So do not be ashamed of your testimony to our Lord,
nor of me, a prisoner for his sake;
but bear your share of hardship for the gospel
with the strength that comes from God."

Paul always reminding me that it could be worse (imprisonment, for example...) and that God has not left us to fend for ourselves but empowers us with His strength in difficult moments. 

The Gospel was a little harder to unpack (Luke 17: 5-10), but began with the parable of the mustard seed, which the priest at Mass chose to focus on. Obviously, the moral of this parable is that if we have great faith we can do great things. But I guess I never bothered to think before about the quality versus quantity of it. 

I guess many would say I have great faith. I've given a lot of my life to the Church and I do turn to God alot. He's a pretty big part of my life. But is that quality of faith always there?? I mean, as I mentioned above, I had to ask for a SECOND sign, because I wasn't totally convinced. Moses got shunned from the Promised Land for that kind of talk...

The same can be said for friendships and relationships- it's not the being surrounded by people 24/7, but the quality of those friends and companions that you can count on. I was in pretty amazing company last weekend- so much so that their absence was striking this weekend. But I was reminded this weekend that God does have a plan, and it is the quality of relationship and trust that I must bring to the table.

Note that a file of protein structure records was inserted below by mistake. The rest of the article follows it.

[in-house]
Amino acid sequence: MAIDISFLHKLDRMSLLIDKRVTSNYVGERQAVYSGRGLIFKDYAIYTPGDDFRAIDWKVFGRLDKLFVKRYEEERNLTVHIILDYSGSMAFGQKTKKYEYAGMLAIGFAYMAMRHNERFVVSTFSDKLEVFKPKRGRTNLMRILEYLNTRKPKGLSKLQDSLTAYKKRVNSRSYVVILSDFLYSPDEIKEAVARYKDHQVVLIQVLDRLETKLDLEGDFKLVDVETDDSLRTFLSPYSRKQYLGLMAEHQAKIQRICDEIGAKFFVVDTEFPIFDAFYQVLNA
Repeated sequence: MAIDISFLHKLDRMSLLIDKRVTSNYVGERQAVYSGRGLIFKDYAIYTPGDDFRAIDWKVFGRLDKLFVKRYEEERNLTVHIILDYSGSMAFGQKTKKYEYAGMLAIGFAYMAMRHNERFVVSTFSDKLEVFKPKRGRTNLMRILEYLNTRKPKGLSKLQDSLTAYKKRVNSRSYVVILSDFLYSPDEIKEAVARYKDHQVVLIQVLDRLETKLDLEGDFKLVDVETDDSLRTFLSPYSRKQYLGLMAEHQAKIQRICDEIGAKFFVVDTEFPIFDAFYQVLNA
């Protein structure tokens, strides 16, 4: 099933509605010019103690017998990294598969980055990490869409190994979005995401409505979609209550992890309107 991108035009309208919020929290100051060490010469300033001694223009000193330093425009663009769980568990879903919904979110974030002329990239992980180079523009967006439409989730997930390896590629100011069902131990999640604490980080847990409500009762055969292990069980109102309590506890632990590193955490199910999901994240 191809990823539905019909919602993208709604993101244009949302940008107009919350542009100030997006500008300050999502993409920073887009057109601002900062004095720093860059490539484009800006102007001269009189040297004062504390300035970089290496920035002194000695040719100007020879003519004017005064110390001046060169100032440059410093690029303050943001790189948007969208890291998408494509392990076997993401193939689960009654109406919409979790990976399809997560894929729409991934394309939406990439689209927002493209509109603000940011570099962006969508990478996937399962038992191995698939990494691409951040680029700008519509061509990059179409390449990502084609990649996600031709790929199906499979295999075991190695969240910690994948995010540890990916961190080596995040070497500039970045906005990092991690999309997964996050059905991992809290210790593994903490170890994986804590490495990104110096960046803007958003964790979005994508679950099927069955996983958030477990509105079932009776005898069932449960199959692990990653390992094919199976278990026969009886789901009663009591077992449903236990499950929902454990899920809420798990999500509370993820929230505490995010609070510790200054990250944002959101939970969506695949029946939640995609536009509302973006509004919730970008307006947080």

I have A LOT of quality people in my life- even if I'm not around them most of the time. I am envious of those who get to have their BFF around them 24/7, but I trust in God's plan and His time for me. As the prophet Habakkuk says: "...the vision still has its time, presses on to fulfillment, and will not disappoint..." 

if we have but the faith to believe it.